Genesis 18:22 only contradicts Gen. 19:27 if the Masoretic text suggestion is accepted, but we have good reason to think the reading is fanciful. Robert Alter pans the suggestion, if memory serves me correctly, and the Targum Onkelos clearly says Abraham kept ministering/praying before YHWH. Textually, we also don't have reason to accept an emendation. So no emendation--no contradiction.

Victor P. Hamilton (The Book of Genesis 18-50, page 24)


Bill Mounce's Review of The Greek New Testament, Produced at Tyndale House, Cambridge

2 Corinthians 5:14--What Kind of Genitive?

What kind of genitive do we have in 2 Corinthians 5:14?

Greek: ἡ γὰρ ἀγάπη τοῦ χριστοῦ συνέχει ἡμᾶς, κρίναντας τοῦτο ὅτι εἷς ὑπὲρ πάντων ἀπέθανεν· ἄρα οἱ πάντες ἀπέθανον·

Grammarians usually set forth 3 possibilities for 2 Corinthians 5:14: subjective, objective, and plenary genitive. I personally take the verse to be saying that our love for Christ compels us (i.e., objective genitive), but we cannot be dogmatic.

George H. Guthrie (Baker Exegetical Series): Most commentators interpret τοῦ Χριστοῦ (tou Christou) as a subjective[1] rather than an objective[2] genitive, reading the phrase to refer to “the love Christ has for us,” rather than “our love for Christ,” and this seems to be the best interpretation on at least two primary grounds. First, the immediate context emphasizes Christ’s sacrificial death on the cross for his people. Later in this verse, Paul confesses “that Christ died for all,” and in the next verse, “he died on behalf of all,” and that act of giving himself in death for the benefit of “all” certainly constitutes Christ’s expression of love. Second, in Paul’s writings, when a personal use of the genitive follows on the heels of the word ἀγάπη (agapē), as it does here, the construction speaks of the person “having or showing love, not the one receiving it” (Harris 2005: 418).[3]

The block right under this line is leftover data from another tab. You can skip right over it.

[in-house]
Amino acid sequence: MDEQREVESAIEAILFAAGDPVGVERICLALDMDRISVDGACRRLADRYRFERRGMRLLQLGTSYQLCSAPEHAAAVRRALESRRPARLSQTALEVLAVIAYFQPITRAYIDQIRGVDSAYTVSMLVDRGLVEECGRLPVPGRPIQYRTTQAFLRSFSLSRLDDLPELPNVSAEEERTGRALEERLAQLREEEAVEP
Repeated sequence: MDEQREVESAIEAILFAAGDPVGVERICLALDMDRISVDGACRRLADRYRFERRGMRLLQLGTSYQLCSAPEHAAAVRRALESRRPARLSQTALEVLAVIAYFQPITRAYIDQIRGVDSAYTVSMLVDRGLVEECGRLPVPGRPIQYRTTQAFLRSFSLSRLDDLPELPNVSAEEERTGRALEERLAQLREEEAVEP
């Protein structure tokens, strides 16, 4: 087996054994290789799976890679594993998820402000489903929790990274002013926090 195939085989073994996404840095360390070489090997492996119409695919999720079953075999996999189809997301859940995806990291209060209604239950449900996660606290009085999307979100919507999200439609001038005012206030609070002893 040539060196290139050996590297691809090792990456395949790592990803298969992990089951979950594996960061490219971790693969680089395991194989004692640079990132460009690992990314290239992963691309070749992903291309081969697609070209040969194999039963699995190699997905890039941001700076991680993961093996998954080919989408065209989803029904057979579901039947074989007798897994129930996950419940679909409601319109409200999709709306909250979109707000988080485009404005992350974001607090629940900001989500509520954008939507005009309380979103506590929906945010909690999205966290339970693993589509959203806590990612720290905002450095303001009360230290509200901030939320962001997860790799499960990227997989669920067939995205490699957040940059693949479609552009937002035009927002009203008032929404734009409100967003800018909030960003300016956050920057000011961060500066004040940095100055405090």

A.T. Robertson (Word Pictures) also suggest that 2 Cor. 5:14 contains a subjective genitive.

NET Bible: tn The phrase ἡ ἀγάπη τοῦ Χριστοῦ (Jh agaph tou Cristou, “the love of Christ”) could be translated as either objective genitive (“our love for Christ”) or subjective genitive (“Christ’s love for us”). Either is grammatically possible, but with the reference to Christ’s death for all in the following clauses, a subjective genitive (“Christ’s love for us”) is more likely.

Coffman's Commentaries on the Bible: Love of Christ constraineth us ... Did Paul here refer to his own love of Christ, or to Christ's love of him? "It matters little whether this be interpreted as a subjective genitive, `Christ's love to men,' or as an objective genitive, `our love to Christ'; the two suppose and interfuse each other."[23]

Henry Alford GNT: Christ’s love (not, love to Christ, as Œc(6), Beza, al.,—but Christ’s love to men, subjective, as most Commentators; as shewn in His Death, which is the greatest proof of love, see Romans 5:6-8. Meyer remarks that the gen. of the person after ἀγάπη is with Paul always subjective,—Romans 5:5; Romans 5:8; Romans 8:35; Romans 8:39; ch. 2 Corinthians 8:24; 2 Corinthians 13:13; Ephesians 2:4; Philippians 1:9 al. (but see his own note on 2 Thessalonians 3:5, where he maintains the objective sense), whereas with John it is not always so, 1 John 5:3. Paul usually expresses love of, i.e. towards, by εἰς, Colossians 1:4; 1 Thessalonians 3:12)

Expositor's GT also understands the genitive to be subjective.

IVP NT Commentary: A further reason for preaching the gospel is found in verse 14: For Christ's love compels us. Conviction (4:14), fear (5:11) and now love motivate Paul to pursue his call. The text is literally, "the love of Christ." The genitive can be objective, "our love for Christ," or subjective, "Christ's love for us." Although we might instinctively incline toward the former, the latter is preferred by most modern translations. This is because Paul goes on in verses 14-15 to speak of Christ dying on our behalf--the ultimate demonstration of love. The basic sense of synecho (to compel) is to hold something together so that it does not fall apart. From this we get the meanings to "hold fast" (that is, to not allow to slip through one's fingers) and to "surround" or "hem in" (that is, to not let escape; Köster 1971:883). The idea is that Christ's love completely controls and dominates Paul so that he has no option but to preach. The hymn writer George Matheson knew of this kind of constraining love when he penned the words "O love that wilt not let me go, I rest my weary soul in Thee; / I give Thee back the life I owe, That in Thine ocean deptes its flow may richer, fuller be."